RPK is the the Champion of all Malaysian who will sacrifice body and soul for truth and justice.



Was having dinner with a few business friends and a couple of Datuks and the topic is RPK now in Jail and how great a champion he is, and all enquired about how to extend monetary assistance towards his cause and have requested for me to send them the account number so that they could deposit cash to his account.

Well upon further enquiry, i was told that the fund has been closed and no further contribution will be accepted and so informed my fellow diners and they were all dissapointed and further extended their future assistance when called upon.

One thing for sure when i told them that the sedition charge was a criminal charge and that they handcuffed our champion, their response was that of disbelief, anger bewildered and all sorts of as RPK will call it F**** when you are lost for words. they handcuffed a decent malaysians whilst criminals lurks our streets and murderers sleep in comfort! Damn sh** f@#$&%.

I belive that we can easily raise millions from our fellow malaysians on a justified cause for our champion.

Well Lets not us forget that a Heinous crime has been committed in our land and may we now take a moment of silence for Altantuya. Bless Her....

RPK In the News My SinChew

Raja Petra Charged With Sedition
News Headline 2008-05-06 14:00

1 of 2PETALING JAYA: In a dramatic turn of events, controversial Malaysia Today news editor Raja Petra Kamaruddin was Tuesday (6 May) charged with sedition at the Petaling Jaya Sessions Court over his article which implicated Deputy Prime Minister Najib Razak and his wife, Rosmah, in the murder of a young Mongolian woman.

“I knew it was coming,” RPK , as he is popularly known in blogsphere, told reporters, looking as if relieved that the death knell finally came.

Raja Petra claimed trial to the charge. He was charged under Section 4(1)(c) of the Sedition Act for publishing a allegedly seditious article on April 25 on his Malaysia Today portal.

Hearing has been fixed from 6 to 10 Oct and Raja Petra was granted a bail of RM5,000, but in his trademark defiance, he refused bail, deciding instead to remain in custody until the hearing date. His wife, lawyers and friends tried persuading him to post bail but to no avail.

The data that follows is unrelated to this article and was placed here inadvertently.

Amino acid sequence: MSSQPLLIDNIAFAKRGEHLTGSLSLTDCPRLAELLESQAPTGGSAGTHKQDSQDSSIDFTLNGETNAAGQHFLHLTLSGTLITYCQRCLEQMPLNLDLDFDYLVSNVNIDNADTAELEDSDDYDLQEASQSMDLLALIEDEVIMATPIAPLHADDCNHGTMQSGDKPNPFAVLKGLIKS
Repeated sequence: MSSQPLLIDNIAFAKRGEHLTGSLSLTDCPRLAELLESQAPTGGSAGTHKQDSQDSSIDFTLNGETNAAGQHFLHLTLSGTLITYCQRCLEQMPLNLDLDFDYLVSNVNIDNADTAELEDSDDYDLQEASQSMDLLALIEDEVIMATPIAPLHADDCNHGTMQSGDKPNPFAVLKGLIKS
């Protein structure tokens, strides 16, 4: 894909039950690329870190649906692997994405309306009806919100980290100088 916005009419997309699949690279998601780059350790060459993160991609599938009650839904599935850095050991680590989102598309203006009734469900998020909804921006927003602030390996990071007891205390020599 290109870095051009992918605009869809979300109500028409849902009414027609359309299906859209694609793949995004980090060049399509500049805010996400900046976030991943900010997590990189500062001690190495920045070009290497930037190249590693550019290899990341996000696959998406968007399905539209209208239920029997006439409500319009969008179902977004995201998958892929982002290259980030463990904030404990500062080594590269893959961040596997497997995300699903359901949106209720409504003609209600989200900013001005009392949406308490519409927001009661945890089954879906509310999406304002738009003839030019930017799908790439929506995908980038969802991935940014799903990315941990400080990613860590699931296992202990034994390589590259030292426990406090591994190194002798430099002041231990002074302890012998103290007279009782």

If found guilty, Raja Petra could be jailed for a maximum of three years and/or face a fine of up to RM5,000.

The charge sheet highlighted nine paragraphs of the article which was titled "Let's send the Altantuya murderers to hell" as seditious.

Deputy Public Prosecutor Nordin Hassan is prosecuting while Raja Petra was represented by a team of six lawyers led by Karpal Singh.

Rumours have been making the rounds of his impending arrest ever since he penned an article "Let's send the Altantuya murderers to hell" which alluded to Deputy Prime Minister Najib Abdul Razak and his wife in the killing of a young Mongolian woman.

RPK was arrested following publication of the article on his immensely popular website but was let off after he refused to cooperate.

But since Monday (5 May), text messages have been furiously flying around that RPK was to be arrested Tuesday and charged with sedition.

Late Monday the popular webmaster was ordered to surrender at the Jalan Duta court complex at 9.30am this morning to face a sedition charge. He appeared there in his usual yellow T-shirt and while waiting to be charged at the Kuala Lumpur Magistrate's Court, he received a telephone call from the police at about 10.20am asking him to go to the Petaling Jaya Sessions Court instead.

Raja Petra said that he was a victim of political persecution.

"I knew this was coming. They are going to find ways and excuses to charge me but these are stupid excuses," he said.